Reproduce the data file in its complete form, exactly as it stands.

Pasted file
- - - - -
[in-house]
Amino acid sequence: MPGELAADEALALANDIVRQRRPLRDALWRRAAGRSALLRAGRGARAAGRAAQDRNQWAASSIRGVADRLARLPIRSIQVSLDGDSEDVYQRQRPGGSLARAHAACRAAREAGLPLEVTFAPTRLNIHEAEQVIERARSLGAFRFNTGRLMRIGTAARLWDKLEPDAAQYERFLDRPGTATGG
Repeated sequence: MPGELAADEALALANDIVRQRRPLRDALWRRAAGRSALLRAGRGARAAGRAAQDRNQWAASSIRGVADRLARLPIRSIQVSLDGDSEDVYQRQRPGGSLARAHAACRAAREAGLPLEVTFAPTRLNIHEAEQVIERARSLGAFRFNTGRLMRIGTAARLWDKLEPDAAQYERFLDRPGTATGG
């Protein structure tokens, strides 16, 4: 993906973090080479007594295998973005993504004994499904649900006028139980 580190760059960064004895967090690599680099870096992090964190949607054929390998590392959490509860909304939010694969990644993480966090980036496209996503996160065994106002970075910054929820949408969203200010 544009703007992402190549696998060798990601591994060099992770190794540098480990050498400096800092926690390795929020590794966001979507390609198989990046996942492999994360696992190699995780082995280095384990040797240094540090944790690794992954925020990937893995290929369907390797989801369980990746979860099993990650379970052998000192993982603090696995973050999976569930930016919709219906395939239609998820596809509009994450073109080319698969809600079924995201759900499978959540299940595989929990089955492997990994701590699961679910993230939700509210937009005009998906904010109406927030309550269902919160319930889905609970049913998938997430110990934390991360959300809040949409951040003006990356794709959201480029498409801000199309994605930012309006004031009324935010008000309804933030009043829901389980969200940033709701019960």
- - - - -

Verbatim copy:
[in-house]
Amino acid sequence: MPGELAADEALALANDIVRQRRPLRDALWRRAAGRSALLRAGRGARAAGRAAQDRNQWAASSIRGVADRLARLPIRSIQVSLDGDSEDVYQRQRPGGSLARAHAACRAAREAGLPLEVTFAPTRLNIHEAEQVIERARSLGAFRFNTGRLMRIGTAARLWDKLEPDAAQYERFLDRPGTATGG
Repeated sequence: MPGELAADEALALANDIVRQRRPLRDALWRRAAGRSALLRAGRGARAAGRAAQDRNQWAASSIRGVADRLARLPIRSIQVSLDGDSEDVYQRQRPGGSLARAHAACRAAREAGLPLEVTFAPTRLNIHEAEQVIERARSLGAFRFNTGRLMRIGTAARLWDKLEPDAAQYERFLDRPGTATGG
């Protein structure tokens, strides 16, 4: 993906973090080479007594295998973005993504004994499904649900006028139980 580190760059960064004895967090690599680099870096992090964190949607054929390998590392959490509860909304939010694969990644993480966090980036496209996503996160065994106002970075910054929820949408969203200010 544009703007992402190549696998060798990601591994060099992770190794540098480990050498400096800092926690390795929020590794966001979507390609198989990046996942492999994360696992190699995780082995280095384990040797240094540090944790690794992954925020990937893995290929369907390797989801369980990746979860099993990650379970052998000192993982603090696995973050999976569930930016919709219906395939239609998820596809509009994450073109080319698969809600079924995201759900499978959540299940595989929990089955492997990994701590699961679910993230939700509210937009005009998906904010109406927030309550269902919160319930889905609970049913998938997430110990934390991360959300809040949409951040003006990356794709959201480029498409801000199309994605930012309006004031009324935010008000309804933030009043829901389980969200940033709701019960």